TAOS — A Colorado company has retracted its application to conduct a cloud seeding project in Northern New Mexico.

New Mexico Interstate Stream Commission Deputy Director Hannah Riseley-White said Western Weather Consultants of Durango, Colo., told her about its change in plans Tuesday.

The company did not respond to requests for comment on the decision.

“The reason they gave was the timeline was pushed back too far for adequate time for the program,” said Riseley-White, who also is chairwoman of the commission’s newly formed Weather Control Committee.

The commission held a webinar on the project Monday, when the majority of the 150-plus members of the public who dialed in voiced objections.



At stake was a proposal to conduct cloud seeding between Dec. 13 and March 15 along the Sangre de Cristo Mountains from Red River to Santa Fe. The project would have been funded by the Roosevelt Soil and Water Conservation District, which had hired Western Weather Consultants. The company planned to use seven cloud-seeding nuclei generators. The devices produce plumes of silver iodide crystals with a goal of increasing precipitation.

A Nov. 11 legal notice in the Taos News states the “intended effect of the operation is to increase precipitation/snowpack water content … to benefit: natural habitat, agriculture, municipal water, stock growers, recreational and tourism interests, local economy.”

It is unclear whether the company will try to reapply for the project.

Cloud seeding has been conducted for at least 75 years in the U.S. and is becoming increasingly popular due to ongoing drought conditions in Western states. The process’s effectiveness at increasing precipitation and its potential environmental and public health effects have remained a subject of concern.

This story first appeared in The Taos News, a sister paper of the Santa Fe New Mexican.

(2) comments

Ann Maes

And now we need to change the law for public response methods from written letter to add email and texts!

Sigmund Silber

You might be correct but I am not sure that one needs a large number of formal protests since the process allows for continual comments and if justified a public hearing. In general if there are a large number of protests I think they are generally combined into one anyway. What IMO is needed is more engagement with communities that might benefit from cloud seeding. This was IMO not done in this case. It was done when a prior effort was initiated by my organization the New Mexico Weather Modification Association, Inc of which I am the President and we went to a number of organizations including Nambe Pueblo which passed a resolution in support of cloud seeding. At that time they saw the benefit of the what we proposed and I met with their Environmental Officer many times. What we proposed was a focused program that would provide water for a few tributaries to the Rio Grande and to support the Rio Grande Compact and resolutions of support were obtained from Rio Arriba County, the Pojoaque Valley Irrigation District, the City of Santa Fe and many organizations within Santa Fe.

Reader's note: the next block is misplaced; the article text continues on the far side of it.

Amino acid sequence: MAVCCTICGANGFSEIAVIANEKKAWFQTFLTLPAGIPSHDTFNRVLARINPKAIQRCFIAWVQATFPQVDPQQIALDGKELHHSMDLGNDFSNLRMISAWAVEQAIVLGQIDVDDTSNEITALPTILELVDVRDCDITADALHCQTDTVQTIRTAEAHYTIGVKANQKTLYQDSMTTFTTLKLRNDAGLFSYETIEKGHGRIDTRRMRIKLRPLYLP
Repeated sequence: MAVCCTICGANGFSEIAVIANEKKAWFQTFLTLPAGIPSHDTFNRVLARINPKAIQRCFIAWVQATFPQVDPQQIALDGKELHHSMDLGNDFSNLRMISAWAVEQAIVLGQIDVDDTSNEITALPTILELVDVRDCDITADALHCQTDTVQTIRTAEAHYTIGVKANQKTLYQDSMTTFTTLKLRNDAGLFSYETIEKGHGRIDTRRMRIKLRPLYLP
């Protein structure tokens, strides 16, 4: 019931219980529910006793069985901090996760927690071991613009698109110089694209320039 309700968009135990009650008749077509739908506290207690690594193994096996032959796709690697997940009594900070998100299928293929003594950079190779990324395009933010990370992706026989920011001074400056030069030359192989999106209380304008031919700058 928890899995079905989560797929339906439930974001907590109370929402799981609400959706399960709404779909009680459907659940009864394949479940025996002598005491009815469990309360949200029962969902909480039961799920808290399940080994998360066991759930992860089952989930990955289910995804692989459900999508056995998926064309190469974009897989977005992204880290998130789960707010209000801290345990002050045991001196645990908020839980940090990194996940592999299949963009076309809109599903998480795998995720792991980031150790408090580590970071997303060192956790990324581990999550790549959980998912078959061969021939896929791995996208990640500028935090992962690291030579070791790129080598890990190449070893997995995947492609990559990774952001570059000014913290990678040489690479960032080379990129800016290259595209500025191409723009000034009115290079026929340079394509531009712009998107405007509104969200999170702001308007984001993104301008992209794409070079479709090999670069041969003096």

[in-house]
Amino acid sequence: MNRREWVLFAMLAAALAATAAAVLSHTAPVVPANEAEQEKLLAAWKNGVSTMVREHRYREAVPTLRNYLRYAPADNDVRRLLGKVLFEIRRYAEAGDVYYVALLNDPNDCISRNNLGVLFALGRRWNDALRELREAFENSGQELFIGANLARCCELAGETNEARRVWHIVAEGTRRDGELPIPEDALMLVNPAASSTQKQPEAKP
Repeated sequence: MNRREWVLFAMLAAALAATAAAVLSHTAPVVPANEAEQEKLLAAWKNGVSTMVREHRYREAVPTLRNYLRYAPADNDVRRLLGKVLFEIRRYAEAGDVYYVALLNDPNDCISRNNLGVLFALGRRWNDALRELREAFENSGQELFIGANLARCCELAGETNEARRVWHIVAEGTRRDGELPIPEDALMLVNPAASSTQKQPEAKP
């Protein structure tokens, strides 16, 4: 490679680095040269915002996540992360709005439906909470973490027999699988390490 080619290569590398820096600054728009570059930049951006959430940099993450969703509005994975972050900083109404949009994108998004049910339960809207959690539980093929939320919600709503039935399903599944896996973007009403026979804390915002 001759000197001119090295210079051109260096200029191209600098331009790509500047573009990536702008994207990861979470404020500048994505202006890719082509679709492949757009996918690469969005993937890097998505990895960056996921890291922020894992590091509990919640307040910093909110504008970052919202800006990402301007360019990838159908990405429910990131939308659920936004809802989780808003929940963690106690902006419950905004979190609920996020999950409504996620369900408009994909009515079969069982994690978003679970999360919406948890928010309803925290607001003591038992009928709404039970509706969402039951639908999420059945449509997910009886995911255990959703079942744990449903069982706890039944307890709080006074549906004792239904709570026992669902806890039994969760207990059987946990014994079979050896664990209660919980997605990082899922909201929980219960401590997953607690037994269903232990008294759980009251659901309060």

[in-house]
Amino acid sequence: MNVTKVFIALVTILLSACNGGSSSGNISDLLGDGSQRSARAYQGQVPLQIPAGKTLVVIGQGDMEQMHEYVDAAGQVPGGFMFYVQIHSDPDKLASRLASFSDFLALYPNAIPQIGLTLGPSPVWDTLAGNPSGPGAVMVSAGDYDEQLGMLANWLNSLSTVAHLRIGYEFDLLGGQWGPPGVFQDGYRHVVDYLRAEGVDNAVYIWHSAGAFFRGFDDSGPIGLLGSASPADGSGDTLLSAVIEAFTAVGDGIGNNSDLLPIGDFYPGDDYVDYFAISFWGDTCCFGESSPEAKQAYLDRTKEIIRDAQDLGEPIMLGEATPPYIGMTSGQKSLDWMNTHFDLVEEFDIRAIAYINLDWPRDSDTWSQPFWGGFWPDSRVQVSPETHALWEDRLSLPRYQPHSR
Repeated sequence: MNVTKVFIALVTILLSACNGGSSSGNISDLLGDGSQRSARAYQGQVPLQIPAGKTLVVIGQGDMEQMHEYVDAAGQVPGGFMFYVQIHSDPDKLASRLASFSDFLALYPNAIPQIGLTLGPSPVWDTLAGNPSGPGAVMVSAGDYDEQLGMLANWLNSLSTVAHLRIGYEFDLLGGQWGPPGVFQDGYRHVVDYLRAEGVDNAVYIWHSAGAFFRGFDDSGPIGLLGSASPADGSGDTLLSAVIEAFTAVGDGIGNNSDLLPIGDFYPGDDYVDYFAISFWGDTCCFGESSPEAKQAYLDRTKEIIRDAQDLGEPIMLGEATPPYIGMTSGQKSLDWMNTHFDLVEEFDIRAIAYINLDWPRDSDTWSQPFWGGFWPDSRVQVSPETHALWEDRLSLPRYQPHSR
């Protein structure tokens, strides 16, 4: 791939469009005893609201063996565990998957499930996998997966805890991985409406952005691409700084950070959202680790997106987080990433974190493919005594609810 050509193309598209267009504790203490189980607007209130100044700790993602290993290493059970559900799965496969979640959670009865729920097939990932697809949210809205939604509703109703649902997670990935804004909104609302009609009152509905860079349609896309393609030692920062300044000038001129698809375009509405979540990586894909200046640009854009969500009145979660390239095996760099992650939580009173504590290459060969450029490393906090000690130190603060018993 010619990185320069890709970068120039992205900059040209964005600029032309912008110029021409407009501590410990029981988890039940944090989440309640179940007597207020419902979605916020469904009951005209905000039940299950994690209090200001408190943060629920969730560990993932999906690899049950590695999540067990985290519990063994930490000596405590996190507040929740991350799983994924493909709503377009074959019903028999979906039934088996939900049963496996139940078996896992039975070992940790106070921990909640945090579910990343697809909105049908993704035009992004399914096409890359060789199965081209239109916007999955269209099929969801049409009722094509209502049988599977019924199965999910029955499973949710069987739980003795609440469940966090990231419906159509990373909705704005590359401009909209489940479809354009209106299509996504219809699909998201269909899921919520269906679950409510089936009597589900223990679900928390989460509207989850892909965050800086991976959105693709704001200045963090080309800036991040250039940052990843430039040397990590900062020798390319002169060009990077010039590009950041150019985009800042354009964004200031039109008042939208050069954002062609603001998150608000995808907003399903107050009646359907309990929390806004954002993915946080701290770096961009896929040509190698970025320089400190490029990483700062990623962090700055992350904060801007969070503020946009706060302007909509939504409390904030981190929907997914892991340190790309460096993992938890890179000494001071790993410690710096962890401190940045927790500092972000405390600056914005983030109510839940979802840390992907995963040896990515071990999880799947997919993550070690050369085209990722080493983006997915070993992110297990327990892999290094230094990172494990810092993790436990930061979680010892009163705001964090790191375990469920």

I will not comment on the application by Western Weather Consultants but anyone who wants more information on cloud seeding can contact me at ssilber1@juno.com and I will provide information and answer any questions. If it is a a question from an organization we can set up a Zoom session. I am very careful about in person contact during this pandemic but I think that people can benefit from understanding how precipitation processes work.

Global Warming is interfering in those processes and I can explain why that is the case. I certainly do not oppose changes in the statute that govern how the ISC reviews weather modification proposals but I know the person who developed those regulations and he studied how other states do it and the process in New Mexico is similar to the process in other Western States.

If you go to http://www.nawmc.org/ and scroll down you will see a map of where cloud seeding is done in the U.S. In some cases it is to enhance precipitation and in some northern states and Canada it is done to suppress hail meaning to have smaller hail stones that do less damage. It is very effective at that.

There are probably about 25 other nations that do cloud seeding so it is not a new idea by any means. I am not surprised that if not presented and discussed that people would be nervous about it. IMO it needs to have community acceptance.

And that certainly includes Tribal Councils.

Welcome to the discussion.

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